Billionaire Mike Ashley is racing to seal a last-gasp rescue of Debenhams this weekend in a dramatic intervention that could save up to 12,000 jobs.
The Frasers Group tycoon has revived his interest in taking over the struggling department store chain at the eleventh hour. The move could save Debenhams from liquidation: the 242-year-old group had seemed set to disappear from the high street for good after JD Sports withdrew from the running to buy it from administrators last Tuesday.
Ashley’s group, which owns Sports Direct, and advisers to Debenhams are trying to thrash out a deal that could value the chain at more than £200m, depending on how much stock is left. Frasers would operate Debenhams’ 124 stores under 12-month licences.
A deal would bring much-needed relief to high streets already reeling from last week’s collapse of Sir Philip Green’s Arcadia Group, the owner of Topshop. Philip Day’s Edinburgh Woollen Mill, Peacocks and Monsoon Accessorize, as well as TM Lewin, have also all fallen into administration after being deprived of customers during lockdowns.
Frasers finance director Chris Wootton warned that the Debenhams negotiations were on a knife edge. “We hope to be able to save as many jobs as possible,” he said. “However, we have found that Debenhams has been overly reliant on Arcadia for many years, and with the administration of Arcadia last week, as well as no end in sight to the outdated business rates regime which unduly punishes the likes of Debenhams, it may be a bridge too far.”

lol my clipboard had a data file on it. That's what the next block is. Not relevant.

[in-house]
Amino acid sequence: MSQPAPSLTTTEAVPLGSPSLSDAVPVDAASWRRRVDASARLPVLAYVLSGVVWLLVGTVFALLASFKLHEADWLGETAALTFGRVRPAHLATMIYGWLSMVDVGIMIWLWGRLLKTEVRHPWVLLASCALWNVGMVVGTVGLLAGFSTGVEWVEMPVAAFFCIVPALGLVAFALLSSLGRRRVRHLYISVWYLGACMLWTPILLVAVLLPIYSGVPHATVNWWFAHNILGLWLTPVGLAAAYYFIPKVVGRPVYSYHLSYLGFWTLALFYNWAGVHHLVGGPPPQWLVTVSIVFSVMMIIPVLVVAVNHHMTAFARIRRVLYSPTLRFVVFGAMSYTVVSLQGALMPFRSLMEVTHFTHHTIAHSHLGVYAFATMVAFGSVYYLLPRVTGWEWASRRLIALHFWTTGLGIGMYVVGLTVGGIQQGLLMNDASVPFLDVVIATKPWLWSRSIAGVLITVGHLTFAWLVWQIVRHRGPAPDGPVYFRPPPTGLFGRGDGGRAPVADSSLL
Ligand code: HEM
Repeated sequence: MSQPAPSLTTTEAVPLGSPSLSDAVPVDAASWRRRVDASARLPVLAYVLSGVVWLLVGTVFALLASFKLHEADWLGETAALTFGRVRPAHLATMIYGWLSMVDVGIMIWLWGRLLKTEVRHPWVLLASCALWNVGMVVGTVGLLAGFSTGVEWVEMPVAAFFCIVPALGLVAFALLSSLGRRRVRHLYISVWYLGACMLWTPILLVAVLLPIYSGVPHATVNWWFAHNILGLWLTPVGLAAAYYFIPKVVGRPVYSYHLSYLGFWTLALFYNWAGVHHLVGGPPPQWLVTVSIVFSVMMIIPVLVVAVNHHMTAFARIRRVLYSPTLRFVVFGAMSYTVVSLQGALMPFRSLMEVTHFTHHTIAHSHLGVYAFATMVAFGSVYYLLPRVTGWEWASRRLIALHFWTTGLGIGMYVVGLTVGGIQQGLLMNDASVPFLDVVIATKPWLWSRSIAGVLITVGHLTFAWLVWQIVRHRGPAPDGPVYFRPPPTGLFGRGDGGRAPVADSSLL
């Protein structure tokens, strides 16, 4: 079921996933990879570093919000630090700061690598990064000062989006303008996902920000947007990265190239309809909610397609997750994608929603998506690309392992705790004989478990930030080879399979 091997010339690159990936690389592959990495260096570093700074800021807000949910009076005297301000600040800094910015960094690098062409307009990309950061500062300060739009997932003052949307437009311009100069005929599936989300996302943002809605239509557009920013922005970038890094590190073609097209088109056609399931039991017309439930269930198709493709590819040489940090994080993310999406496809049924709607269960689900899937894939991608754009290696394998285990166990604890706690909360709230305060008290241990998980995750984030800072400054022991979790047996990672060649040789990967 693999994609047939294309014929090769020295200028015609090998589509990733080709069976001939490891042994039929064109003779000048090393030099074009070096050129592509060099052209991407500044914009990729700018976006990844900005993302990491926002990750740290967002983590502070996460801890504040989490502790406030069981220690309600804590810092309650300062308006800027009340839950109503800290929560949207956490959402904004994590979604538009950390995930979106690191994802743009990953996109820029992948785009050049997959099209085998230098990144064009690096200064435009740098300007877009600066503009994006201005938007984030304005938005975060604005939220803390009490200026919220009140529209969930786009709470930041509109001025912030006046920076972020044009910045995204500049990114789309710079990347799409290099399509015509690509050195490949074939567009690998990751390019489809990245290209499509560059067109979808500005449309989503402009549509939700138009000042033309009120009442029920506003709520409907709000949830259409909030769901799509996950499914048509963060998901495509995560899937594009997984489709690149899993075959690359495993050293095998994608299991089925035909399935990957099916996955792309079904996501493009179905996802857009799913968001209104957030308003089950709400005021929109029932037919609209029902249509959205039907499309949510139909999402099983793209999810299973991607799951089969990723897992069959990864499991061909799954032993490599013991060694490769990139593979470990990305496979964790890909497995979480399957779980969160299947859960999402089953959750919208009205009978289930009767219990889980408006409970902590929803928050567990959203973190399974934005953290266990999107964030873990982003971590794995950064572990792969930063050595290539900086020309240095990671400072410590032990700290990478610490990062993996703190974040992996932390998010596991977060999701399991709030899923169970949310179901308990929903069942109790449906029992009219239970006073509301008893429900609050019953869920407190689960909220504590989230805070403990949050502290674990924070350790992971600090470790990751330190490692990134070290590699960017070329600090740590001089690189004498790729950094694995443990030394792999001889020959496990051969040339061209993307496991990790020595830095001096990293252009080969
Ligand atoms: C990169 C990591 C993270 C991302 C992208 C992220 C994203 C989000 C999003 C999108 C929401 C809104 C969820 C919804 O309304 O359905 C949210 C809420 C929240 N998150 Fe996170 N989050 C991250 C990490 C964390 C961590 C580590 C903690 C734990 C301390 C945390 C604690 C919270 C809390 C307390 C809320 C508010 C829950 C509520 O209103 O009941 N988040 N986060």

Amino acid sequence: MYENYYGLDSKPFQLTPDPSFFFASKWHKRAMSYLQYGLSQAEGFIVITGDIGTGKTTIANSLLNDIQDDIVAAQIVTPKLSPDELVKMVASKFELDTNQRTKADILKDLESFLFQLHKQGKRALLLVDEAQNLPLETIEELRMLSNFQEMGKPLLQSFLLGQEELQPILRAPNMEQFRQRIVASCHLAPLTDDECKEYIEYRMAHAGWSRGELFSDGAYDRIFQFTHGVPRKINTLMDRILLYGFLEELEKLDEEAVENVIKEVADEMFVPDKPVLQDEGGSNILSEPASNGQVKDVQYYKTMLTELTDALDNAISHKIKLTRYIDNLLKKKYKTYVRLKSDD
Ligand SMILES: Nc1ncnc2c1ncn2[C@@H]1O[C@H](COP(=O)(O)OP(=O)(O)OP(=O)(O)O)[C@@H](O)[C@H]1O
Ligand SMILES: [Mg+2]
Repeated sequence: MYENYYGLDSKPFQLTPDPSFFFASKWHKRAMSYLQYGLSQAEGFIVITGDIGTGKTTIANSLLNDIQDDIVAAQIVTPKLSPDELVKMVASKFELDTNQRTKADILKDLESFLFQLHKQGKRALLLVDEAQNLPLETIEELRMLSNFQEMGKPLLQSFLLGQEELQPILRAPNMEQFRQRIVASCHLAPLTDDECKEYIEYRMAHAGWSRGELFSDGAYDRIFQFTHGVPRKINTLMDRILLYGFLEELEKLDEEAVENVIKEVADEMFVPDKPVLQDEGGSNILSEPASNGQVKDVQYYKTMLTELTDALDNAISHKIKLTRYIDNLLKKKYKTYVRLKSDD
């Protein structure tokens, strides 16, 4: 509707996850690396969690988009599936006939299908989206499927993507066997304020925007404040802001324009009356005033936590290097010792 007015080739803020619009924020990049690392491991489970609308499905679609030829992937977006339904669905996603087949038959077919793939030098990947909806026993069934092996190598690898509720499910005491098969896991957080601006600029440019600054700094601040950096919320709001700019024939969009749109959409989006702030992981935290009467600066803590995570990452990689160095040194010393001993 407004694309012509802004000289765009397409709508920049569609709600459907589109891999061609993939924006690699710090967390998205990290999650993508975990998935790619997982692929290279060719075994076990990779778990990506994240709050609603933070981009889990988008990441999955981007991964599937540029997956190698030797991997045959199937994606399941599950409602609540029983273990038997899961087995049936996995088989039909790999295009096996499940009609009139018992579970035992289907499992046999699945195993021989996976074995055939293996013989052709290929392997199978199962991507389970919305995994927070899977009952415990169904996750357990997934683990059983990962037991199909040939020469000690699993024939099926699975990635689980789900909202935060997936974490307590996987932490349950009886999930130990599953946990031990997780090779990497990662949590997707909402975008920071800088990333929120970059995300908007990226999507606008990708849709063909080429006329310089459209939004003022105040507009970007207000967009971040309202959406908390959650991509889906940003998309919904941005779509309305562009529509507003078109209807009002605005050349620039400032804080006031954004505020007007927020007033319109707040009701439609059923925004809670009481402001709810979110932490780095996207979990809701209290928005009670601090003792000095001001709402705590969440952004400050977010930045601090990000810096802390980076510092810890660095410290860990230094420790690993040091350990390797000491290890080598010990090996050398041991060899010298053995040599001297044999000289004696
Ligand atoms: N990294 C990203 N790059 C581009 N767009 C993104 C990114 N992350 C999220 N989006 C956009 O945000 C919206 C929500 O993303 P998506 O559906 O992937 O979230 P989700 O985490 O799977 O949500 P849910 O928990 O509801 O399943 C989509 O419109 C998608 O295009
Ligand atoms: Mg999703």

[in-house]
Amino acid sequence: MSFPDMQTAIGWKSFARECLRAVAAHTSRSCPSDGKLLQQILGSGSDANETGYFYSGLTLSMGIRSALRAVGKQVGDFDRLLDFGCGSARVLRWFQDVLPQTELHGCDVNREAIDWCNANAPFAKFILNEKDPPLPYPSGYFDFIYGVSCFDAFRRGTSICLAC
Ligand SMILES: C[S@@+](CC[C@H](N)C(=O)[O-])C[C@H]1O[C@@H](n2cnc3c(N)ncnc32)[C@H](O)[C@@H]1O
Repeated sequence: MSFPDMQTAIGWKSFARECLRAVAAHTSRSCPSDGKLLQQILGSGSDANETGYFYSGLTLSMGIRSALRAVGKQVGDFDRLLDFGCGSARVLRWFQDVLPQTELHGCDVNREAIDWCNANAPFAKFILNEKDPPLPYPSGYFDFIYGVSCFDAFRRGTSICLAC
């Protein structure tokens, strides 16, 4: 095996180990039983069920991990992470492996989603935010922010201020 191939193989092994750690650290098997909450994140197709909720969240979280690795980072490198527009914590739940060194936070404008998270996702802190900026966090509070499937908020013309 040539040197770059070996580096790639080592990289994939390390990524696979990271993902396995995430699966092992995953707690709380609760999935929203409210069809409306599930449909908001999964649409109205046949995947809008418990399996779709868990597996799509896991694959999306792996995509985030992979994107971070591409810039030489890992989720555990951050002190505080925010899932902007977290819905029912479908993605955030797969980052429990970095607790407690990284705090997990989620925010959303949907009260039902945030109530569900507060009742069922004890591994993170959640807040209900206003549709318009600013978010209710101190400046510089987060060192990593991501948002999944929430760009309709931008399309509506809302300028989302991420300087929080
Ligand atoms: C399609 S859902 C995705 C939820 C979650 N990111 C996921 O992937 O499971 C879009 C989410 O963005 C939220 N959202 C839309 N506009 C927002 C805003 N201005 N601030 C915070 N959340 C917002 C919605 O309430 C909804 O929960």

An agreement would mark a happy culmination to Ashley’s dogged and often rancorous pursuit of Debenhams. As its biggest shareholder, he frequently lambasted executives for failing to heed instructions, booting chairman Sir Ian Cheshire and chief executive Sergio Bucher off the board last year. In an unsuccessful scramble to avoid being wiped out in a debt-for-equity swap, Ashley offered loans — on condition he be made chief executive. He lost an estimated £150m when the chain was taken over by American hedge fund Silver Point Capital.
Debenhams chairman Mark Gifford has been fighting to save the business, which fell into administration at the onset of Covid-19 and was then put up for sale. Ashley reacted angrily to being frozen out of the process, claiming he had received inadequate information, although the parties are now said to be proceeding in good faith. Buying Debenhams would achieve his long-held ambition of uniting the chain with House of Fraser, although this might attract the attention of competition authorities.